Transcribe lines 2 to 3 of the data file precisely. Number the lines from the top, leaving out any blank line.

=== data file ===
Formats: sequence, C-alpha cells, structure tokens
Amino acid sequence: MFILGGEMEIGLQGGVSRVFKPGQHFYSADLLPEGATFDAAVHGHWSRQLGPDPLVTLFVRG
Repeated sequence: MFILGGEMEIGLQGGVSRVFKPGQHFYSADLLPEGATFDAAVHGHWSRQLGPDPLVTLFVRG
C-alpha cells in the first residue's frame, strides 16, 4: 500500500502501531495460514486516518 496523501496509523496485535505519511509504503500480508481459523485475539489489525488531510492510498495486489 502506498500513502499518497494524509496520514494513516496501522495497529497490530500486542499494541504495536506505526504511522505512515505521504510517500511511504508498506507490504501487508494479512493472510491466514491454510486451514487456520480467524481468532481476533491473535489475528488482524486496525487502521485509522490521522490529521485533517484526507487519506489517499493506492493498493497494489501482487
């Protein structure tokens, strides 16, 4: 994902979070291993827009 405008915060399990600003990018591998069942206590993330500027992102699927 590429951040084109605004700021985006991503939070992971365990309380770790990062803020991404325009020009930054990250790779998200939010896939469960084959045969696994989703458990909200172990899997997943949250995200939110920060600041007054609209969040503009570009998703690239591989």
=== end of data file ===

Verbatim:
Amino acid sequence: MFILGGEMEIGLQGGVSRVFKPGQHFYSADLLPEGATFDAAVHGHWSRQLGPDPLVTLFVRG
Repeated sequence: MFILGGEMEIGLQGGVSRVFKPGQHFYSADLLPEGATFDAAVHGHWSRQLGPDPLVTLFVRG